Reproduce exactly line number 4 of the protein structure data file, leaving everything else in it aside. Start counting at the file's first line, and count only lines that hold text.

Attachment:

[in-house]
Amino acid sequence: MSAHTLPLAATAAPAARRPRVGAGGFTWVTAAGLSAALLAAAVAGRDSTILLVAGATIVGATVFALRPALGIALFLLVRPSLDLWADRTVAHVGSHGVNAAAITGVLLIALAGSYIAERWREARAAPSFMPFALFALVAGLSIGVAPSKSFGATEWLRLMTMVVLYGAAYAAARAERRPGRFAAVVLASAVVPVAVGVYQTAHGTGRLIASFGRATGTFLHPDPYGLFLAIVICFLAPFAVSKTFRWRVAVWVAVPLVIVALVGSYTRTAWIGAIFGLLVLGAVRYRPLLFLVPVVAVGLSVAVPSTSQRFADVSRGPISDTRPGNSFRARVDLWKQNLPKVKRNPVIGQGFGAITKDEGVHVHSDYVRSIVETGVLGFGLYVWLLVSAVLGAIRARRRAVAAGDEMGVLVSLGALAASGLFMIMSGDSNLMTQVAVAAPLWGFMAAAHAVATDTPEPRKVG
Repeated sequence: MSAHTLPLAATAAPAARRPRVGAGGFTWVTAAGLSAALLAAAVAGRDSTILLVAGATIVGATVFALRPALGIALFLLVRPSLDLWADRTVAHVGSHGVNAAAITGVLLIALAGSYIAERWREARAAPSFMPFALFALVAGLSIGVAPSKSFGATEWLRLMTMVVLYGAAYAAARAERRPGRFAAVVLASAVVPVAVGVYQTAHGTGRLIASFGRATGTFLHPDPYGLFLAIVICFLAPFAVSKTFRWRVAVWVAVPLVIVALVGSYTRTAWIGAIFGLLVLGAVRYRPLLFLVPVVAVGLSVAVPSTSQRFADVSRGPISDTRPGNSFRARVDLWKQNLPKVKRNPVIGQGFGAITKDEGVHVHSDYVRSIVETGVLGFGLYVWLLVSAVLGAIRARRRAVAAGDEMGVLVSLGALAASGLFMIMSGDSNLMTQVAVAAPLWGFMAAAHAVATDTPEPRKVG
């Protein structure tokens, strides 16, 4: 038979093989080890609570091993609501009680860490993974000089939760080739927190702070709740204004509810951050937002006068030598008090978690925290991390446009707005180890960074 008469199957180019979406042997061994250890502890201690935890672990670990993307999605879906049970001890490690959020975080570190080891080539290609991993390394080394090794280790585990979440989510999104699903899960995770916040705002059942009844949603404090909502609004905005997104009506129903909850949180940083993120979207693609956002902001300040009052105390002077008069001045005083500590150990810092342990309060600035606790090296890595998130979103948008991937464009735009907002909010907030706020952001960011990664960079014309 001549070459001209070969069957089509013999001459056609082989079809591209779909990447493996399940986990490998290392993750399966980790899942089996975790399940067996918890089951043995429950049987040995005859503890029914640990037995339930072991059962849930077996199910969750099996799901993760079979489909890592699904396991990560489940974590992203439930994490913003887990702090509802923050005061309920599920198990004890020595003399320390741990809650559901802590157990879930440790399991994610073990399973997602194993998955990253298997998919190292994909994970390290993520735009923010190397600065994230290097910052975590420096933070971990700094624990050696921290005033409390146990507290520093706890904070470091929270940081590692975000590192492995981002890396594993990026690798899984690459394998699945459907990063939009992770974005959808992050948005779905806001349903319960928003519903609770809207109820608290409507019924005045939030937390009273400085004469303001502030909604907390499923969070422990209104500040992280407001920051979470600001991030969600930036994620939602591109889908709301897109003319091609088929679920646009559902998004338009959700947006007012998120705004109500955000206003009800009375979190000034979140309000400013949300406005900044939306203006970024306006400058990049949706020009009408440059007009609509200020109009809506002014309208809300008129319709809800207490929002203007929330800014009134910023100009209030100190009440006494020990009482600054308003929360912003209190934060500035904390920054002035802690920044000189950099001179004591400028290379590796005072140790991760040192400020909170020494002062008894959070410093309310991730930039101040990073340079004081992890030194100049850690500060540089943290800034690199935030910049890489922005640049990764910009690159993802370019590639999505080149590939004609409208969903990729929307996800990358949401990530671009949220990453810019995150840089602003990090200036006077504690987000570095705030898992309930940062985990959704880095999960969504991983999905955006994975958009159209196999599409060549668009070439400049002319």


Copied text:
């Protein structure tokens, strides 16, 4: 038979093989080890609570091993609501009680860490993974000089939760080739927190702070709740204004509810951050937002006068030598008090978690925290991390446009707005180890960074 008469199957180019979406042997061994250890502890201690935890672990670990993307999605879906049970001890490690959020975080570190080891080539290609991993390394080394090794280790585990979440989510999104699903899960995770916040705002059942009844949603404090909502609004905005997104009506129903909850949180940083993120979207693609956002902001300040009052105390002077008069001045005083500590150990810092342990309060600035606790090296890595998130979103948008991937464009735009907002909010907030706020952001960011990664960079014309 001549070459001209070969069957089509013999001459056609082989079809591209779909990447493996399940986990490998290392993750399966980790899942089996975790399940067996918890089951043995429950049987040995005859503890029914640990037995339930072991059962849930077996199910969750099996799901993760079979489909890592699904396991990560489940974590992203439930994490913003887990702090509802923050005061309920599920198990004890020595003399320390741990809650559901802590157990879930440790399991994610073990399973997602194993998955990253298997998919190292994909994970390290993520735009923010190397600065994230290097910052975590420096933070971990700094624990050696921290005033409390146990507290520093706890904070470091929270940081590692975000590192492995981002890396594993990026690798899984690459394998699945459907990063939009992770974005959808992050948005779905806001349903319960928003519903609770809207109820608290409507019924005045939030937390009273400085004469303001502030909604907390499923969070422990209104500040992280407001920051979470600001991030969600930036994620939602591109889908709301897109003319091609088929679920646009559902998004338009959700947006007012998120705004109500955000206003009800009375979190000034979140309000400013949300406005900044939306203006970024306006400058990049949706020009009408440059007009609509200020109009809506002014309208809300008129319709809800207490929002203007929330800014009134910023100009209030100190009440006494020990009482600054308003929360912003209190934060500035904390920054002035802690920044000189950099001179004591400028290379590796005072140790991760040192400020909170020494002062008894959070410093309310991730930039101040990073340079004081992890030194100049850690500060540089943290800034690199935030910049890489922005640049990764910009690159993802370019590639999505080149590939004609409208969903990729929307996800990358949401990530671009949220990453810019995150840089602003990090200036006077504690987000570095705030898992309930940062985990959704880095999960969504991983999905955006994975958009159209196999599409060549668009070439400049002319």